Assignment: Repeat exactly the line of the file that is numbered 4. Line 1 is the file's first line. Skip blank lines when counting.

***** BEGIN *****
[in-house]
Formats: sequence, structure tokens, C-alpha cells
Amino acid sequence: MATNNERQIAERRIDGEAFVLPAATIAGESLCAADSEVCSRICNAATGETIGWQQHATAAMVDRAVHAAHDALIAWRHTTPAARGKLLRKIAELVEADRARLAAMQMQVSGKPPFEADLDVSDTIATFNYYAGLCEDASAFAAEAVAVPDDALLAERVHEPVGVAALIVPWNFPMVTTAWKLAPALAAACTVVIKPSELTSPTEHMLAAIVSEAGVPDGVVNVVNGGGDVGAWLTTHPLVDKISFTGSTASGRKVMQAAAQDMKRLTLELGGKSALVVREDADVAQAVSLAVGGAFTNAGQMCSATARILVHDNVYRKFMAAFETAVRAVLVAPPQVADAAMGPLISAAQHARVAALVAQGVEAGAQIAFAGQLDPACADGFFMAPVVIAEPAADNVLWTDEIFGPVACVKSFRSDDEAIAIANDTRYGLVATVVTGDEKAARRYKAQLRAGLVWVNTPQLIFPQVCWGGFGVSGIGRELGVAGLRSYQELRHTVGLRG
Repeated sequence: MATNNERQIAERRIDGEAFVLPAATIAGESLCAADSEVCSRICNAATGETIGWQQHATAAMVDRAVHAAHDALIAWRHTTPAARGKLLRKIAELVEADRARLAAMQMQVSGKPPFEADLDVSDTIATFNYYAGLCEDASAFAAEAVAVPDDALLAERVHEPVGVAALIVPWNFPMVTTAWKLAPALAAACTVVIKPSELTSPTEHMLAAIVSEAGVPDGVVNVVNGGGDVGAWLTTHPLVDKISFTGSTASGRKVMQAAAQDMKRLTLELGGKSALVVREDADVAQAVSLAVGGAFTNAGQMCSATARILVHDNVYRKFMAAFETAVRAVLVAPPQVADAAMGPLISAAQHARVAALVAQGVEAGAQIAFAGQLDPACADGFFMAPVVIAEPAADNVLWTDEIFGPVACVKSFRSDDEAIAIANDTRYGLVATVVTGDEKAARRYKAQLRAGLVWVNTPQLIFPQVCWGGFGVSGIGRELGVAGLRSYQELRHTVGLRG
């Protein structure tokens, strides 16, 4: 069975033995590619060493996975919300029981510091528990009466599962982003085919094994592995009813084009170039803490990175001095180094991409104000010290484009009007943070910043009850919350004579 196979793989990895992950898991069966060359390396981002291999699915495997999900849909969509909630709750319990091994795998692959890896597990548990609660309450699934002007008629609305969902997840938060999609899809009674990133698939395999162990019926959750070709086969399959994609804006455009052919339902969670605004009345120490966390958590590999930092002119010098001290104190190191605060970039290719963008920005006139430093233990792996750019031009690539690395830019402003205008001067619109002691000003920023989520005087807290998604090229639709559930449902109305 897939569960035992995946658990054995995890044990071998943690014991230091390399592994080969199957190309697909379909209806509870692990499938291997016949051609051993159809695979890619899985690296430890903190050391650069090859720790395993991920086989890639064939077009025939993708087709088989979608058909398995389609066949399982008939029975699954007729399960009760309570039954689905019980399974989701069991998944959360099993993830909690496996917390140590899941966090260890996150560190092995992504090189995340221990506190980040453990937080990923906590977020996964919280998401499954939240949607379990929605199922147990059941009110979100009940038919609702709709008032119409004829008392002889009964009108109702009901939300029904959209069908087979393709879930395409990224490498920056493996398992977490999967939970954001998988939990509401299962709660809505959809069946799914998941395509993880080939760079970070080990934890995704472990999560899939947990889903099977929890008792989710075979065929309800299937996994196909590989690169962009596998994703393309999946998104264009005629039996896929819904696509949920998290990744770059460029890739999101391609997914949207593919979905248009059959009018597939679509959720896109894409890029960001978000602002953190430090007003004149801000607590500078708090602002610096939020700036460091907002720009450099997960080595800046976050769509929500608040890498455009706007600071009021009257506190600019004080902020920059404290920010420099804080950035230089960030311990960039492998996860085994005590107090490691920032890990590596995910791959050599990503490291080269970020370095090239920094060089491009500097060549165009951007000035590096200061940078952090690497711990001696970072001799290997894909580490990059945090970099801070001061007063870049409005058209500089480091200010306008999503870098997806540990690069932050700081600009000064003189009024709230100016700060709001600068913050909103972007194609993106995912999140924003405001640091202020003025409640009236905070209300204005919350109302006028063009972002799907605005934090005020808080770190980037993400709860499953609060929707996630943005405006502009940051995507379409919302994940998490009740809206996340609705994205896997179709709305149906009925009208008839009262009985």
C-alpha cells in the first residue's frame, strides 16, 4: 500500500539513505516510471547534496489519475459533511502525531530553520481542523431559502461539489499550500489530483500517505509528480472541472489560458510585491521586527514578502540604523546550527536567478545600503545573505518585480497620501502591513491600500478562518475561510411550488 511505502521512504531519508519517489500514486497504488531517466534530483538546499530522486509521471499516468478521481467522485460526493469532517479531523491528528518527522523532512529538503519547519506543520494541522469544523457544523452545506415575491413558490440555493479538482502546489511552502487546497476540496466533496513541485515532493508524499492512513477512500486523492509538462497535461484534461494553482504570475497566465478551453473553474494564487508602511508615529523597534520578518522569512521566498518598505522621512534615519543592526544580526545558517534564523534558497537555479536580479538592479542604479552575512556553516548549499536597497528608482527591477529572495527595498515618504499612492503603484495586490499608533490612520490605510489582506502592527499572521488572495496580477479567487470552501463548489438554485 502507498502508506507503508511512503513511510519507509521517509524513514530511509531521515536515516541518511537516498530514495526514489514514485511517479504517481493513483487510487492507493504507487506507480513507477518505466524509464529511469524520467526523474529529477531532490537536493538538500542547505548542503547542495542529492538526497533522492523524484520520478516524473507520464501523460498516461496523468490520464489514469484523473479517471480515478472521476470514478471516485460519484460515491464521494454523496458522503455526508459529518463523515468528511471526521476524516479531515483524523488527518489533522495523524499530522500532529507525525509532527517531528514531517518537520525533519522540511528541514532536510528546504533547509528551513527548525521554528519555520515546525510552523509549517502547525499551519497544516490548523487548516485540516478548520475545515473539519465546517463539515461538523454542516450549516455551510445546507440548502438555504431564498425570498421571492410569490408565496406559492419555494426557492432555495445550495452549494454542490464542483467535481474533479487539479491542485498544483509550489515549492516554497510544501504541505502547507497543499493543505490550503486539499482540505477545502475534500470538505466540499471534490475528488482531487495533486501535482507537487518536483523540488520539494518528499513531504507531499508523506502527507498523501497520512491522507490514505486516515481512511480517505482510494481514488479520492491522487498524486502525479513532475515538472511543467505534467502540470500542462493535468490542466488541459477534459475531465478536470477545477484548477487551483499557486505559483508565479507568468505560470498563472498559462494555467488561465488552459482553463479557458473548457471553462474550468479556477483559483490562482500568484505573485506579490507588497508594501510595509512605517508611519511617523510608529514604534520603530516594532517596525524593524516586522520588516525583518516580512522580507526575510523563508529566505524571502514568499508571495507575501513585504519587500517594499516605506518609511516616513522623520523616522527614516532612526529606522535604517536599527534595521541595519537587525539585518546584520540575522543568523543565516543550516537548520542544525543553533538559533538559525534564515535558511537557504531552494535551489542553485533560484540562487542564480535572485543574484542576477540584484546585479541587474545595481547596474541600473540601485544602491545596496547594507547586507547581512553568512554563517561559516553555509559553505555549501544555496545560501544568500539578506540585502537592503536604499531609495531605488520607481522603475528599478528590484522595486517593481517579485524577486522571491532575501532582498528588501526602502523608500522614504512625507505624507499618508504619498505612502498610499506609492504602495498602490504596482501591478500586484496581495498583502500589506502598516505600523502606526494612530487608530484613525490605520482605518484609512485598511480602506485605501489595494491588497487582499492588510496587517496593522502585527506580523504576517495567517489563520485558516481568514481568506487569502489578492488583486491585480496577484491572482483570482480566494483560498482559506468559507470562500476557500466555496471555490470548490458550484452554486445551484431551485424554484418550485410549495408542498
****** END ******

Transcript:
Repeated sequence: MATNNERQIAERRIDGEAFVLPAATIAGESLCAADSEVCSRICNAATGETIGWQQHATAAMVDRAVHAAHDALIAWRHTTPAARGKLLRKIAELVEADRARLAAMQMQVSGKPPFEADLDVSDTIATFNYYAGLCEDASAFAAEAVAVPDDALLAERVHEPVGVAALIVPWNFPMVTTAWKLAPALAAACTVVIKPSELTSPTEHMLAAIVSEAGVPDGVVNVVNGGGDVGAWLTTHPLVDKISFTGSTASGRKVMQAAAQDMKRLTLELGGKSALVVREDADVAQAVSLAVGGAFTNAGQMCSATARILVHDNVYRKFMAAFETAVRAVLVAPPQVADAAMGPLISAAQHARVAALVAQGVEAGAQIAFAGQLDPACADGFFMAPVVIAEPAADNVLWTDEIFGPVACVKSFRSDDEAIAIANDTRYGLVATVVTGDEKAARRYKAQLRAGLVWVNTPQLIFPQVCWGGFGVSGIGRELGVAGLRSYQELRHTVGLRG